Admitting that you are probably wrong but saying you will pursue the case anyway because the process of litigation will achieve your ends anyway isn't "arguing a legal theory". It's a plain admission that you are abusing the law. Nothing about what ProspectMatch is doing is "noble" - it's downright disgraceful and shameless. How you can use the word "noble" in this context beats me - have you lost it completely?

     

    reply to this | link to this | view in thread ]

  8. This comment has been flagged by the community. Click here to show it
     
    identicon
    Anonymous Coward, Feb 18th, 2011 @ 4:06pm

    comment appreciation day

    Hey guys,
    I just wanted to remind all of you that today between 4:00 and 5:00 (pacific time) techdirt will hold blog-writing appreciation hour. Replies to Mike Ho's great daily dirt column (Sponsored by StumbleUpon don't count.)

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  9.  
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    LumpyDog (profile), Feb 18th, 2011 @ 4:09pm

    Is it weird that Levy's letters always make me giggle a little?

     

    reply to this | link to this | view in thread ]

  10.  
    identicon
    Anonymous Coward, Feb 18th, 2011 @ 6:34pm

    "But, just because you try to make that claim, it doesn't mean any court in the land will believe you. "

    The problem is that these lawyers are very good at finding a court that will believe you, or one that will at least pretend to believe you.

     

    reply to this | link to this | view in thread ]

  11.  
    identicon
    Anonymous Coward, Feb 18th, 2011 @ 6:49pm

    Re: Re:

    "Attempting to circumvent the overwhelming huge barrier of section 230 protections, which (in my opinion) provide too much cover for "service providers" who profit from protected activities, is a noble goal."

    So you don't care about the principle of obeying and enforcing the law, you only care about your own agenda and you only care about the principle of following the law when it's convenient to you. Otherwise, the law should just be ignored.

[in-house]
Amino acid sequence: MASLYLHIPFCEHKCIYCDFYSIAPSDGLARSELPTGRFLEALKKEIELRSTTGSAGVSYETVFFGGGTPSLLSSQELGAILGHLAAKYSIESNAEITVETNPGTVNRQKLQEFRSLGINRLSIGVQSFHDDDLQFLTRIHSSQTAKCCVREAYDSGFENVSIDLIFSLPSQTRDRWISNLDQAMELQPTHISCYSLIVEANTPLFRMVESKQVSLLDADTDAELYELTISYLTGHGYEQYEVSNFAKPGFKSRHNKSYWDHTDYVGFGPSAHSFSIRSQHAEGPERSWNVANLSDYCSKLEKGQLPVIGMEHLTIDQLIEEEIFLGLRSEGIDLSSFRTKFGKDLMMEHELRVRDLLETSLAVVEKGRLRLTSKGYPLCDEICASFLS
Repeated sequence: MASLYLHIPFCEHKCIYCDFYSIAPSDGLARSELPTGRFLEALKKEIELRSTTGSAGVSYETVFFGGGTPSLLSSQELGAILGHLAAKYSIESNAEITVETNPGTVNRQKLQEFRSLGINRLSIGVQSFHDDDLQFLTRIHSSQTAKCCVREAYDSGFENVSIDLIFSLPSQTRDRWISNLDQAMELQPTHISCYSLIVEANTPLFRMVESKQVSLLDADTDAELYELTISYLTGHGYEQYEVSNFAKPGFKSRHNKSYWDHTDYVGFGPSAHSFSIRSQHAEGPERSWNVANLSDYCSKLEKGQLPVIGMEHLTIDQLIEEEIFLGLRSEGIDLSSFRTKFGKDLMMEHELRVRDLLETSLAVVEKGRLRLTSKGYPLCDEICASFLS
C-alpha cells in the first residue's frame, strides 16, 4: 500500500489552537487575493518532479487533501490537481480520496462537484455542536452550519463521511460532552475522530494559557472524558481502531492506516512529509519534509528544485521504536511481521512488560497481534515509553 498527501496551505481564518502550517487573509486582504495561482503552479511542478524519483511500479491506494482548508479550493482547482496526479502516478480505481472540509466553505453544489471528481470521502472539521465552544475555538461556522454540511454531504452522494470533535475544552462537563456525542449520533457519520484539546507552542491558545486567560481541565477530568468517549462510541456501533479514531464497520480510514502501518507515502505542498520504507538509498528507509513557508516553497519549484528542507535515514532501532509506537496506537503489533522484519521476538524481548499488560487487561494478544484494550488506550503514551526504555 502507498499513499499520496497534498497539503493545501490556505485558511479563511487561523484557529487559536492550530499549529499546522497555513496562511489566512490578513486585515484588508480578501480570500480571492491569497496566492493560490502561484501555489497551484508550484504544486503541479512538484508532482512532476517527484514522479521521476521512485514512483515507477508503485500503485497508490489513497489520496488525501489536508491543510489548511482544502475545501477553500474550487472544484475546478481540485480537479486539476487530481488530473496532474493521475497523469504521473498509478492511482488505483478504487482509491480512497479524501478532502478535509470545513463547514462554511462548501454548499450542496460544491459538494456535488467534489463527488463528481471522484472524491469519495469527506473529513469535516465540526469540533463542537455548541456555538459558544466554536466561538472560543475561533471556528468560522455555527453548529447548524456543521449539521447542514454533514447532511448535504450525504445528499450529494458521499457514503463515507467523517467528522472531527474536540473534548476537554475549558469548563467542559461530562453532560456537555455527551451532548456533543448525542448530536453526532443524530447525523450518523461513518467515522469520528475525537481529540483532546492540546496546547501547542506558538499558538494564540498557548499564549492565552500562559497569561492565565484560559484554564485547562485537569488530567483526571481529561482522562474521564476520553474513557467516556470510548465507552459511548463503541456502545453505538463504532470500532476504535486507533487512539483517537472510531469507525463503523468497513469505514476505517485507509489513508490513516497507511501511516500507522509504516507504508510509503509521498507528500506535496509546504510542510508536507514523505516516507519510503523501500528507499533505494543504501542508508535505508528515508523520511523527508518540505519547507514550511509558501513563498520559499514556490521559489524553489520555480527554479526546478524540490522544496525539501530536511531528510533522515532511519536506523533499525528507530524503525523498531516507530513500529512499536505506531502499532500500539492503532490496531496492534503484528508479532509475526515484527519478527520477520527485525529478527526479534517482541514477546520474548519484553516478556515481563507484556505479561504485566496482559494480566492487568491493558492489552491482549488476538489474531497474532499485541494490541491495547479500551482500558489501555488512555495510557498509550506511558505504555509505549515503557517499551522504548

Then IP maximists turn around and claim that people shouldn't infringe because it's against the law and it's wrong to break the law.

    "It is no different from the somewhat lame attempts to get copyright tossed out on first amendment grounds."

    What about the lame attempts to censor free speech under copy'right' grounds.

    "which I suspect could be found as an unconstitutional restraint against seeking legal redress."

    The defendant has the right to seek legal redress against plaintiffs who file frivolous lawsuits that waste the defendants time and money for no good reason. I don't think the constitution places such restraints against seeking legal redress in that regard.

     

    reply to this | link to this | view in thread ]

  12.  
    identicon
    Anonymous Coward, Feb 18th, 2011 @ 6:52pm

    Re: Re:

    "Avoiding the California courts is a good idea"

    From his point of view, sure, but from a legal point of view, this venue shopping is an abuse of the system and should be banned.

     

    reply to this | link to this | view in thread ]

  13.  
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    Anonymous Coward, Feb 18th, 2011 @ 6:53pm

    Re: Re: Re:

    or from a social point of view *

     

    reply to this | link to this | view in thread ]

  14.  
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    Atkray (profile), Feb 18th, 2011 @ 7:37pm

    :/

    I think that is the saddest thing I've ever heard